Today we continued operating and seeing follow up patients. The surgical cases were big ones, taking more time than expected. To complicate matters, one of the ventilators (used to breathe for the patient while she is asleep and paralyzed) broke. This meant that the anesthesiologist had to manually ventilate her (squeezing a balloon like bag) 10-15 times per minute. This was exhausting work for the anesthesiologist. Her hands tired so she squeezed between her arm and body. Then she squeezed the bag between her legs. The surgeons also had trouble trying to repair her very injured bladder.
The good news is, they got it done. Everyone here has a “let’s get it done” attitude. There is no complaining or whining (most of the time, when it matters).
I worked with an MD seeing follow up patients. Some of these women had previously been told they could not have surgery, but were hoping that things had changed. Some had been seen by previous missions but didn’t have surgery because they ran out of time. Some were follow ups after successful surgery and were back to make sure everything looked good. It was a mixed bag.
The patients that were dry after prior surgery were so thankful. The ones who had been told there is no surgery were very sad. The ones who had not yet been operated on due to lack of time were mad; we probably have too many cases already. I gave them all soap and my sincerest apology. I smiled and my heart was happy for the ones who were dry.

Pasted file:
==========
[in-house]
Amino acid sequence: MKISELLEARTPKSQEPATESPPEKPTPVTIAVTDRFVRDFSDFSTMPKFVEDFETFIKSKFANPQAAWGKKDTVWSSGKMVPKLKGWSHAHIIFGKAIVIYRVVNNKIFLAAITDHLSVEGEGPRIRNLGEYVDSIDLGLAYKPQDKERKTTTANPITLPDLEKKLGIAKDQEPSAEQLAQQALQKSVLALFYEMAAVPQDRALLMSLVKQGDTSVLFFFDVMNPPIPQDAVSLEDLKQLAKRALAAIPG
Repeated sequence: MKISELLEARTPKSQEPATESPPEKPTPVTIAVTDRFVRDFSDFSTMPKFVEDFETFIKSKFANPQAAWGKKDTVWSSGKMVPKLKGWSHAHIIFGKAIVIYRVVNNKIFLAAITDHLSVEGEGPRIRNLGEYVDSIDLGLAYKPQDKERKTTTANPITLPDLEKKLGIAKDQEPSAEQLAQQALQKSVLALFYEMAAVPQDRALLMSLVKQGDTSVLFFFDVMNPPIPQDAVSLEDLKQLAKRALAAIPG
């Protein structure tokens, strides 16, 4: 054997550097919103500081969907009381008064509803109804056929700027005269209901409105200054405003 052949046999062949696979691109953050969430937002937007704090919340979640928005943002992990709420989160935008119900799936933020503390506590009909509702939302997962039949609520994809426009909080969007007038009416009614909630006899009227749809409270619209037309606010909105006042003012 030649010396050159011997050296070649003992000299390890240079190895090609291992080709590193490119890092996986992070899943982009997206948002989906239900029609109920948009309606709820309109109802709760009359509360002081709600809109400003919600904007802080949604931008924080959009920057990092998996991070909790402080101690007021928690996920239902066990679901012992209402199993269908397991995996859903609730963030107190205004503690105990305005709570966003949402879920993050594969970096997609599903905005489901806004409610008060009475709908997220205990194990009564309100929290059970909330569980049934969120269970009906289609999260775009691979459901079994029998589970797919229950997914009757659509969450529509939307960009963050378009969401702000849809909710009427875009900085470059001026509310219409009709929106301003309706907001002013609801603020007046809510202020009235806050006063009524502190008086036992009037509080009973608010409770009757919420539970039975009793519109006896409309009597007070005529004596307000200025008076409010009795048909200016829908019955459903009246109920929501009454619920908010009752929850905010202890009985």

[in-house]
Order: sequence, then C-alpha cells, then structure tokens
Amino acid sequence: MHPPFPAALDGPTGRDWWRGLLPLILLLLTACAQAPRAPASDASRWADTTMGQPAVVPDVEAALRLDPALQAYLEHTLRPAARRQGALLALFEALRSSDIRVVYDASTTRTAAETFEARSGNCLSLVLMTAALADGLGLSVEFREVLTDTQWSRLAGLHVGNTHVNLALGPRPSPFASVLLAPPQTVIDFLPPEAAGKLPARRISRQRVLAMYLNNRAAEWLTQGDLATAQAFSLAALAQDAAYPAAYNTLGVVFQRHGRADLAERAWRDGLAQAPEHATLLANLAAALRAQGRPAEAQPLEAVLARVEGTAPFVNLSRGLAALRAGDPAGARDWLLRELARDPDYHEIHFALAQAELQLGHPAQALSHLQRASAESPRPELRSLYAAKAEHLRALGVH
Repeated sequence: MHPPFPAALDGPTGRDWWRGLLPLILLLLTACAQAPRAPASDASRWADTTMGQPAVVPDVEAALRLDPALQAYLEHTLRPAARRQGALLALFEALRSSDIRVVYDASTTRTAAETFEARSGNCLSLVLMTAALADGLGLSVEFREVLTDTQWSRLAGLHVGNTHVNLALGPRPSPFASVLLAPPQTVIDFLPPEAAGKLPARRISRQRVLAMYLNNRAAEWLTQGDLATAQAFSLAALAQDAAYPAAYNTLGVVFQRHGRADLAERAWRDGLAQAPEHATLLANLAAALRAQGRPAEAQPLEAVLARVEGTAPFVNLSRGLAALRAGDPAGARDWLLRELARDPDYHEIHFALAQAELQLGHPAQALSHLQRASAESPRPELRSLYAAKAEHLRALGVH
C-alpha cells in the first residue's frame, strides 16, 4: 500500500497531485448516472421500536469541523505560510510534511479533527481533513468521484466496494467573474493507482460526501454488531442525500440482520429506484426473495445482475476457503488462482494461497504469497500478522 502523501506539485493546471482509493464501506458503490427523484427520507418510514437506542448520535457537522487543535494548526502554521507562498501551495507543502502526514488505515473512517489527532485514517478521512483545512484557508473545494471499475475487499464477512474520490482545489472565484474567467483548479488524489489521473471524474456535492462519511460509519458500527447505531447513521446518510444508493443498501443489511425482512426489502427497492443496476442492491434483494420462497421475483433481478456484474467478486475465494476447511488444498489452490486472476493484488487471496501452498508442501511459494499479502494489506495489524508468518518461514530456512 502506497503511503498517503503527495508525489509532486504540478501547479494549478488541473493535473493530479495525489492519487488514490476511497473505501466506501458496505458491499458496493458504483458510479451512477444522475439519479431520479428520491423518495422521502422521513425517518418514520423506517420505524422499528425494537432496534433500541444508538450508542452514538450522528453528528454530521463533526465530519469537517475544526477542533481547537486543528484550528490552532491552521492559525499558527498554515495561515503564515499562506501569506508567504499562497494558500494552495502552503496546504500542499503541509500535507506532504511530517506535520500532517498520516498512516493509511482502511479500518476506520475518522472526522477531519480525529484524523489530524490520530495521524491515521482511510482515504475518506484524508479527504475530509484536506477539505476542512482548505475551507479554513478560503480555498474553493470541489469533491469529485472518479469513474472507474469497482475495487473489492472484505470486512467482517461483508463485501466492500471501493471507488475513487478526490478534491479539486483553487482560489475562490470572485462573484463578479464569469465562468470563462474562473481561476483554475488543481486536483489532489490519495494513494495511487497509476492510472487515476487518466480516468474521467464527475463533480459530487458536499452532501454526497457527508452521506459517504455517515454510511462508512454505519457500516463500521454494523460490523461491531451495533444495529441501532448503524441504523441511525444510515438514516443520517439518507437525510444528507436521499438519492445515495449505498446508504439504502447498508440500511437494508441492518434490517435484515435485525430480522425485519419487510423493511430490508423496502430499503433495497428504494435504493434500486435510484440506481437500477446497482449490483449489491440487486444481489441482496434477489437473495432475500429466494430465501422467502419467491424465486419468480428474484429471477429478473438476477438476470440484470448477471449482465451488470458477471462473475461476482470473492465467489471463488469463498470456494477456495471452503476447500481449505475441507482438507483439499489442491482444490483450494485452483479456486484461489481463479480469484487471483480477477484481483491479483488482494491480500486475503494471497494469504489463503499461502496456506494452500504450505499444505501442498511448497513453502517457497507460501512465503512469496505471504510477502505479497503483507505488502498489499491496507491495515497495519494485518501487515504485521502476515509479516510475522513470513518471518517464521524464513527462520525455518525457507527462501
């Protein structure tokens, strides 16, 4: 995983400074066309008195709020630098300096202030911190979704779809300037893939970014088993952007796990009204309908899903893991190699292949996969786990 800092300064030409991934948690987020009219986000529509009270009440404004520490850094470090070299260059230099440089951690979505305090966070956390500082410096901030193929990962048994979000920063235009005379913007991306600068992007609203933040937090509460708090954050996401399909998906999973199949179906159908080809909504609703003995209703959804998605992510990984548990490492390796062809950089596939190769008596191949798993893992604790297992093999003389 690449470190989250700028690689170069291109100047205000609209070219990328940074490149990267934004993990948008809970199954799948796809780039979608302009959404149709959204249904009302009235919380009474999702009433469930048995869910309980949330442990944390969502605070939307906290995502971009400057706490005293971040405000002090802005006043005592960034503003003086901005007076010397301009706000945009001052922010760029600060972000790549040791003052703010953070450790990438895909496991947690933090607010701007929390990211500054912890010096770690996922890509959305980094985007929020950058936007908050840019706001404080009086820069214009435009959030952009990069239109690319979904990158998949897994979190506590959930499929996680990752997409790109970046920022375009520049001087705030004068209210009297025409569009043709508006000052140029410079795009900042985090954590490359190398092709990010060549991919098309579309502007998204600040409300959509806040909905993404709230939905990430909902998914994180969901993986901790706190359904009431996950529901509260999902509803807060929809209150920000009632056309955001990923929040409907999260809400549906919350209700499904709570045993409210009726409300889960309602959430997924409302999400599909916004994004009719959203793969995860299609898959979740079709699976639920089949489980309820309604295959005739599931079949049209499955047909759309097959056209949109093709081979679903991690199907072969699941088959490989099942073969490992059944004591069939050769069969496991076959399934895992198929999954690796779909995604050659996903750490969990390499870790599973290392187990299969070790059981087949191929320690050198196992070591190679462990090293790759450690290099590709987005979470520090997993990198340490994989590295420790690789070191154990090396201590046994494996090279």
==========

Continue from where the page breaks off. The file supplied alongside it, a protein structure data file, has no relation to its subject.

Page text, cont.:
While working with these women, I have tried to pick up a few phrases, or at least gestures, to say hello and thank you. My mind is so full that I keep forgetting these words. And the gestures and facial expressions here are different. So for now, I stick with smiling and nodding my head hello. Sadly, the only phrases that stick with me are “move down on the bed” (for exams) and “relax and be patient” (for during the exam, when it hurts).
This is tough work and fatigue has set in for the whole team. It is hot (80s) and dirty. The operating room windows are open to the outside, but having to wear a gown and gloves and head cover means that you are soaked with sweat quickly. We did our best.
I have been eating lunch at the hospital, which is brought in by a hotel. It has tasted and looked good, and I am always hungry after a morning of work. Most of the team does not eat this lunch, out of fear of illness and some uncertainty about what the food is. I should have listened to them. I became very sick last night. I will spare you the details, but it was unpleasant. I am happy to say that I am feeling much better today and plan to head to the hospital around lunch time. To my family: don’t worry, I am fine.
One thought on “Day 4: A mixed bag”
Leah, I am so impressed with what you are doing. The compassion you have for these unfortunate women/girls is apparent in your tone and words. Thank you for caring for them. I can only imagine how wonderful it feels to see a successful repair surgery; but how terrible it feels to see those for whom no help is possible; or, at least, no help without flying them to the U S for care. I first heard of this particular women’s health issue reading the book, “Cutting for Stone.” You and your fellow healthcare professionals are heroic in taking your education, skills, and medical supplies to people who could/can not get help otherwise. Kudos and love, Phyllis
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